Brad Keselowski's wrecked car, as shared on Twitter by Jimmie Johnson
[Warning: strong images ahead]
The days of a death every month, or nearly every race, as during racing's storied but deadly heyday of the 1950s and 1960s, are well behind us, thanks in part to F1 legends like Jackie Stewart and Niki Lauda who pushed for safety initiatives that have changed motorsports into a much safer activity--spurred by Lauda's famous, horrible accident that permanently scarred him with severe burns and many other incidents. But if you thought it had been reduced to near-complete safety through SAFER barriers, fire suits, HANS devices, and crash cells, you're wrong.
Accidents like Robert Kubica's 165-mph off at the Canadian GP in 2007 (seen on video below) and Mark Webber's spectacular backflip at Valencia (also on video below) can give the impression that modern track design and in-car safety gear are up to the task of near-complete protection.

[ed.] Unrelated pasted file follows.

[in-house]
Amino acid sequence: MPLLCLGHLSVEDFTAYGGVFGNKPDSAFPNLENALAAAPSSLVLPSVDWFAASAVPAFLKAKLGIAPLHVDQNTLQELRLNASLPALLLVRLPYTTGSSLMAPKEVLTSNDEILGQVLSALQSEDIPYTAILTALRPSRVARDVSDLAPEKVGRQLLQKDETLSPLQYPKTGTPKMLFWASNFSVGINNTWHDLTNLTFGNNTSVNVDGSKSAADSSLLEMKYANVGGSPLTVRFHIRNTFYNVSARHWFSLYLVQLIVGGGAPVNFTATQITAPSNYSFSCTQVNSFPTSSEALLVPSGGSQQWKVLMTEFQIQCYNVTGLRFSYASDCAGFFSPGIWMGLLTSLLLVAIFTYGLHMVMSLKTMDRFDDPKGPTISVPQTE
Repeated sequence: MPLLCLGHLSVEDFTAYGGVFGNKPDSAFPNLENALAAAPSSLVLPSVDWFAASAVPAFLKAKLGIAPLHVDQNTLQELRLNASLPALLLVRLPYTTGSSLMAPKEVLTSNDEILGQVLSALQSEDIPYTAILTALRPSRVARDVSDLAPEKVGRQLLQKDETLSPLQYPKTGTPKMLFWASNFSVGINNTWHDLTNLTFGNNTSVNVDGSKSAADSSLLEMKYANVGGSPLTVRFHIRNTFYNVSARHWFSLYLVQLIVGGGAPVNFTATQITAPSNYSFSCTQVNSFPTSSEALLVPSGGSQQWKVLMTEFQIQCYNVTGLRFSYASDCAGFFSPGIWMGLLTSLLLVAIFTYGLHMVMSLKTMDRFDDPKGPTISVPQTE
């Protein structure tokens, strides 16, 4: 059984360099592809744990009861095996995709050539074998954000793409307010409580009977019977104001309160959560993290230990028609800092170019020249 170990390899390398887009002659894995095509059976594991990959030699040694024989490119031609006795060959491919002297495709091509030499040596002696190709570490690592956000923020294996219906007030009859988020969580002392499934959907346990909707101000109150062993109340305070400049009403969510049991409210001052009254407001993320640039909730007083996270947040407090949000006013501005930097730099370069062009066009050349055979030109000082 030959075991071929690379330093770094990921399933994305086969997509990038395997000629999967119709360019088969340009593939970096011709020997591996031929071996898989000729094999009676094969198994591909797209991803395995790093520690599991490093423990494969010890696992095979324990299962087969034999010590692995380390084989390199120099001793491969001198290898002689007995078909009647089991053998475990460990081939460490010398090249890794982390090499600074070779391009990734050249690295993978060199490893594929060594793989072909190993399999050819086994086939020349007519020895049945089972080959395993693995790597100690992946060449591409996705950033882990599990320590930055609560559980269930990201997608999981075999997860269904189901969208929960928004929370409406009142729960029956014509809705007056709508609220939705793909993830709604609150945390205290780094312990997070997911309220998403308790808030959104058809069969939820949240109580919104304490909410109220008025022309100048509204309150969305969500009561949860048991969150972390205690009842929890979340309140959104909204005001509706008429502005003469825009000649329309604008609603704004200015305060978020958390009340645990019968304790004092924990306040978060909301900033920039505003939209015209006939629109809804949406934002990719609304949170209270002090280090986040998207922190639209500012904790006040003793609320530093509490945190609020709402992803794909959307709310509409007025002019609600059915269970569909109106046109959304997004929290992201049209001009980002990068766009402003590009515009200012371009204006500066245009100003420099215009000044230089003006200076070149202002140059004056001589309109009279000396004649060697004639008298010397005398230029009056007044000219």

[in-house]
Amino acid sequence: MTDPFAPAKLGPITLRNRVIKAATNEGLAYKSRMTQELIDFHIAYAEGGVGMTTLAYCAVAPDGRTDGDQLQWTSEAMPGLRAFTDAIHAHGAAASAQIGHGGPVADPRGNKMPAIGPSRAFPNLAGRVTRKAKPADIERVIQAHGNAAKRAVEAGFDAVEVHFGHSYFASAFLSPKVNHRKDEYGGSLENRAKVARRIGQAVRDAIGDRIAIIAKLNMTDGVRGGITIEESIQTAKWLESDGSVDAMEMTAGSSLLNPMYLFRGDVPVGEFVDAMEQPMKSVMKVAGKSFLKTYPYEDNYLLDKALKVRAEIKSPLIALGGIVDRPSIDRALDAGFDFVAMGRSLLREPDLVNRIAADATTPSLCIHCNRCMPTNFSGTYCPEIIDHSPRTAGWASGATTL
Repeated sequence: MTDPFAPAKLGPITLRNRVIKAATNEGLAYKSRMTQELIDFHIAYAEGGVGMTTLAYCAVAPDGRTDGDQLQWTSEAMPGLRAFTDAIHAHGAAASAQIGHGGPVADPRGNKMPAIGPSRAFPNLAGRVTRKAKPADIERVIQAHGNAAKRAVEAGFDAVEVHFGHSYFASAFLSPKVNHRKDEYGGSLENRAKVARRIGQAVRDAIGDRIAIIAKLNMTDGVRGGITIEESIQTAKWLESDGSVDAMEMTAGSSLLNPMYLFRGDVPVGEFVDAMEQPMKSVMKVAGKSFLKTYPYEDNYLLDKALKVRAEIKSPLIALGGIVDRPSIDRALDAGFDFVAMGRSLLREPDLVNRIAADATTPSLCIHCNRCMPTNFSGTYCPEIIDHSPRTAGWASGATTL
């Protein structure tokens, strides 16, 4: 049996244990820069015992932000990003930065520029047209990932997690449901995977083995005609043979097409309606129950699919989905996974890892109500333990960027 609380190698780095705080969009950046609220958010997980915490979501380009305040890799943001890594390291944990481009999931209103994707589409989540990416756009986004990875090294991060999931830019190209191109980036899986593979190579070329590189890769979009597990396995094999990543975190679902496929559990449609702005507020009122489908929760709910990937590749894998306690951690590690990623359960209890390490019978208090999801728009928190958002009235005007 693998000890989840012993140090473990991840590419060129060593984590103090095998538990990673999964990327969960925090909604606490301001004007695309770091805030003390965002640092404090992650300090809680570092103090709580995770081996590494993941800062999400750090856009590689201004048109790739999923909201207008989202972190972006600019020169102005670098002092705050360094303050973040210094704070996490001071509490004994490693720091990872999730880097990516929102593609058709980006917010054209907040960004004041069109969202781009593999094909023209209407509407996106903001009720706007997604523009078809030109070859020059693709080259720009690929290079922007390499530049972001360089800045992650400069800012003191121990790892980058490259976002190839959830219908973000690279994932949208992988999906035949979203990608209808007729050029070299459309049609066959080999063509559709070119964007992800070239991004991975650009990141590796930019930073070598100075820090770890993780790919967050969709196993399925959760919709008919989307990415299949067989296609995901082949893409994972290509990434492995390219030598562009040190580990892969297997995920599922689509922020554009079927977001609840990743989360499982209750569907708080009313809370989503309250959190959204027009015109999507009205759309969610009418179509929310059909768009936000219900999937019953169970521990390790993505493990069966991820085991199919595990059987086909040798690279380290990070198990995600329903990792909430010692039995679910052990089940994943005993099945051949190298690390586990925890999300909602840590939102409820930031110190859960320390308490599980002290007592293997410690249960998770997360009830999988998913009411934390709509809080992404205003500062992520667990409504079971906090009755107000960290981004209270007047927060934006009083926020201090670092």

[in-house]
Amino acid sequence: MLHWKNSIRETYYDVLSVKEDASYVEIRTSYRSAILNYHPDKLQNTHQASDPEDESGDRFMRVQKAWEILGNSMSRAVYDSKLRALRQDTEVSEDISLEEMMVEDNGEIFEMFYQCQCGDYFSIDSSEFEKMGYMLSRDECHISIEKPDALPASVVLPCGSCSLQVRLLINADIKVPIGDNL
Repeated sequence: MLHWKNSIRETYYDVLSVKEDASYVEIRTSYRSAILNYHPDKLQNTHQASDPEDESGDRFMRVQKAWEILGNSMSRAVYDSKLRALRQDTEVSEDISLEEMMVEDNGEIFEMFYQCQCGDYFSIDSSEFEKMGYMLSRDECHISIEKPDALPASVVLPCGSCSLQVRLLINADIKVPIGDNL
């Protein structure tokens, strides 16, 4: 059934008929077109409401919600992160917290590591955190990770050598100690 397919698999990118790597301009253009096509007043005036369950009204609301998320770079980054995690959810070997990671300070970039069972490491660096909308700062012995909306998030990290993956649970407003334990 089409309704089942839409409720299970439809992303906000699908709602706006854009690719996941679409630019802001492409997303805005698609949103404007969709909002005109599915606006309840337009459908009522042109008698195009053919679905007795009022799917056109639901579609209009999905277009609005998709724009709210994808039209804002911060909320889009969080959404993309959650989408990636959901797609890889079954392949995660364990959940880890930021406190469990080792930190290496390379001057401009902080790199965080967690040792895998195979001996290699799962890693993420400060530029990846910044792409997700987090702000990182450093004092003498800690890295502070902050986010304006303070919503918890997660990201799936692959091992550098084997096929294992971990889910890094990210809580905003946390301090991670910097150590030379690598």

Kubica's own devastating rally crash at the Ronde di Andora earlier this year, from which he's still recovering, puts the lie to that idea, however. So does Felipe Massa's injury from an errant spring at the Hungaroring in 2009, and Henry Surtees' death in a very similar accident the week before at Brands Hatch. These latter two incidents have made the push for yet more safety in open-cockpit racing, particularly F1, all the more urgent and innovative.
Brad Keselowski's technicolor foot after Road Atlanta testing crash.
Travis Pastrana's x-rays and injuries after his crash at X Games 17
There are many more injuries and deaths each season, at both amateur and pro levels, despite all that modern science has done to improve safety of the car, the track, and the driver's gear. Racing may not be the Russian roulette game it once was, but it's not a safe and sterile game stripped of its danger or need for courage, either.
That said, we still hop behind the wheel of every race car we can, and enjoy the hell out of it. As we like to say, be careful, be prepared, but most of all, be fast.